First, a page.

In recent years, a number of communities across the US have passed laws criminalizing the very existence of homeless individuals. In these cities and towns, people living on the street are ticketed for loitering, illegal lodging, panhandling, and other life-sustaining activities for what are commonly called “quality of life” offenses. This criminalization further penalizes homeless people by imposing fines or jail time for the life-sustaining activities that are a natural consequence of being homeless.
(Photo Credit: Dave Kempa)
At the same time, however, the state of California has achieved a few minor successes in undoing the criminalization of homelessness in recent legislative sessions. In 2011, for example, former Assembly member Nathan Fletcher (R-75th) authored AB 1111, prohibiting the garnishment of wages from persons under the age of 25 who have been issued a citation for quality of life offenses if the court obtains information that the person is homeless. However, youth have to eventually pay the fines after 5 years, or once they become permanently housed.
This legislation developed largely out of issues raised in our documentary, Voices from the Street: Homeless Youth Speak Out on State Policy, in which we hear the story of a young man named Sqoll. Sqoll tells us that he stays at a local shelter for homeless youth, except on the nights when he works late and has to sleep at the train station. He has a job at Citibank and decides to open an account in order to help him save for his own apartment. It was the nights when he slept at the train station that he would get ticketed and fined for “illegal camping.” These fines went unpaid as Sqoll struggled to save up enough money to get his own apartment and effectively end his homelessness. But before he could do that, collections found his bank account and seized the $900 in it. The irony is that the penalization he suffered for not having a permanent stable place to live in fact kept him from having a permanent stable place to live.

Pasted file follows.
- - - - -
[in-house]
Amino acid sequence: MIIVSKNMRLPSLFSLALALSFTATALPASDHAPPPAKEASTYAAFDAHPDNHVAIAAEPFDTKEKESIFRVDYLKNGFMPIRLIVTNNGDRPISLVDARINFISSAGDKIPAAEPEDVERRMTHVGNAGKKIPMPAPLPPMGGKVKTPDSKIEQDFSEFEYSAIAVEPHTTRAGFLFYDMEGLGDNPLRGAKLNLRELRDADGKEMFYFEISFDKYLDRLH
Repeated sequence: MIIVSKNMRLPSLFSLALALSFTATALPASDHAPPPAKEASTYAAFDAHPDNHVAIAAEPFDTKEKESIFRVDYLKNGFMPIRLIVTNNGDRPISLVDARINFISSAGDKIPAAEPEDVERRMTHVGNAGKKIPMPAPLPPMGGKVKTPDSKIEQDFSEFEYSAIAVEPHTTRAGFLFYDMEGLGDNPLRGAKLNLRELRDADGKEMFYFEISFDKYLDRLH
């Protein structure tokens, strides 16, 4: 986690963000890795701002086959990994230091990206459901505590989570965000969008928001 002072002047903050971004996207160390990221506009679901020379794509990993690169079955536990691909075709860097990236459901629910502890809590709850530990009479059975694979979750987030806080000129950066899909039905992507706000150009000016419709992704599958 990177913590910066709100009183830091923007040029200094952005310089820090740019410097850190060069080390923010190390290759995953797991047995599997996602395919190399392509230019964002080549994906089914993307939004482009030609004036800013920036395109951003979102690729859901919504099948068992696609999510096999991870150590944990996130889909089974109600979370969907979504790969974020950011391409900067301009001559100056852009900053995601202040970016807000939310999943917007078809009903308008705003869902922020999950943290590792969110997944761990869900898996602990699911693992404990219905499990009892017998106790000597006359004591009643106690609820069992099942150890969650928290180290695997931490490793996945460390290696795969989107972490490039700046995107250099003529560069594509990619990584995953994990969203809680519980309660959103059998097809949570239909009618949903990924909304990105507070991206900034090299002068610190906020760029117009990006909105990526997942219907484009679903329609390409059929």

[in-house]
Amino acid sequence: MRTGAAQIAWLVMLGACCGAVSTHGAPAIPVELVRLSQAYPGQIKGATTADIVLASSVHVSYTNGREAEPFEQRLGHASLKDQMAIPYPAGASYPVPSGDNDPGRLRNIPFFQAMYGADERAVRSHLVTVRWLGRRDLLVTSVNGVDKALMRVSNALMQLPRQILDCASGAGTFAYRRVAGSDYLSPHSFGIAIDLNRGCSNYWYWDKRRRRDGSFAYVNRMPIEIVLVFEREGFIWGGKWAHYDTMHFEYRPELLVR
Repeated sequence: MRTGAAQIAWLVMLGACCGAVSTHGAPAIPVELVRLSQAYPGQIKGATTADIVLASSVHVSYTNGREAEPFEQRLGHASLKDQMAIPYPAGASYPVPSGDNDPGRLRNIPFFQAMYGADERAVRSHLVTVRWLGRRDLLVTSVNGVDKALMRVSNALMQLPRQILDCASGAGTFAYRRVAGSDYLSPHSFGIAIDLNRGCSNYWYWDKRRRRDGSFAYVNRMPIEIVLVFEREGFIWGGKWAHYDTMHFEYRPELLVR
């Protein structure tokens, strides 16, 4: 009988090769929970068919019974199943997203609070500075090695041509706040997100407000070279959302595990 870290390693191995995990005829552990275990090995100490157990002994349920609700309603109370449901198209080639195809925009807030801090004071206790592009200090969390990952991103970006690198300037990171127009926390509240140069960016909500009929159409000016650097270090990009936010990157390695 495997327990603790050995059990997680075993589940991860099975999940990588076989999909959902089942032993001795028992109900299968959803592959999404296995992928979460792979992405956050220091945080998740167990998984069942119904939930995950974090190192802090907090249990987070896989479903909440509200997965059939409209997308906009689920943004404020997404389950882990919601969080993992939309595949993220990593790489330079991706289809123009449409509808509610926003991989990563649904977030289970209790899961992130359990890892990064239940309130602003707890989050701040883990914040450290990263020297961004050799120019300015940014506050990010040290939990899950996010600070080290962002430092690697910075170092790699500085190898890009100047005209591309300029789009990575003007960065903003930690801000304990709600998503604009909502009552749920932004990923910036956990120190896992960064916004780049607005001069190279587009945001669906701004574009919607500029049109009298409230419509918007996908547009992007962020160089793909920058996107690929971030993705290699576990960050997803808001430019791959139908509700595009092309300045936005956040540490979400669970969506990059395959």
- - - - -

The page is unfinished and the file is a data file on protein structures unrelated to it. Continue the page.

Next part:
Advocates at the Children’s Advocacy Institute moved by Sqoll’s plight (and the plight of many others with similar stories) sponsored AB 1111 which was subsequently signed into law by Governor Brown.
Similarly, AB 508, authored by Assembly members Calderon (D-Whittier) and Ammiano (D-San Francisco) delays wage garnishment for homeless veterans ticketed for quality of life offenses for up to 5 years. The bill passed unanimously out of the Assembly 75-0 on Monday, and, while it hasn’t been signed by the Governor yet, the strong bipartisan support seems to indicate an understanding among elected officials that this cycle of criminalization doesn’t really make sense.
The question of the efficacy of quality of life laws remains in many states and for other demographic groups in the homeless population that haven’t yet been exempt from wage garnishment by legislative efforts. While we still have a long way to go, decriminalizing homelessness is cited by youth we interviewed as their number one policy priority, giving us hope that this is a case where “as California goes, so goes the nation.”
- Shahera Hyatt, Project Director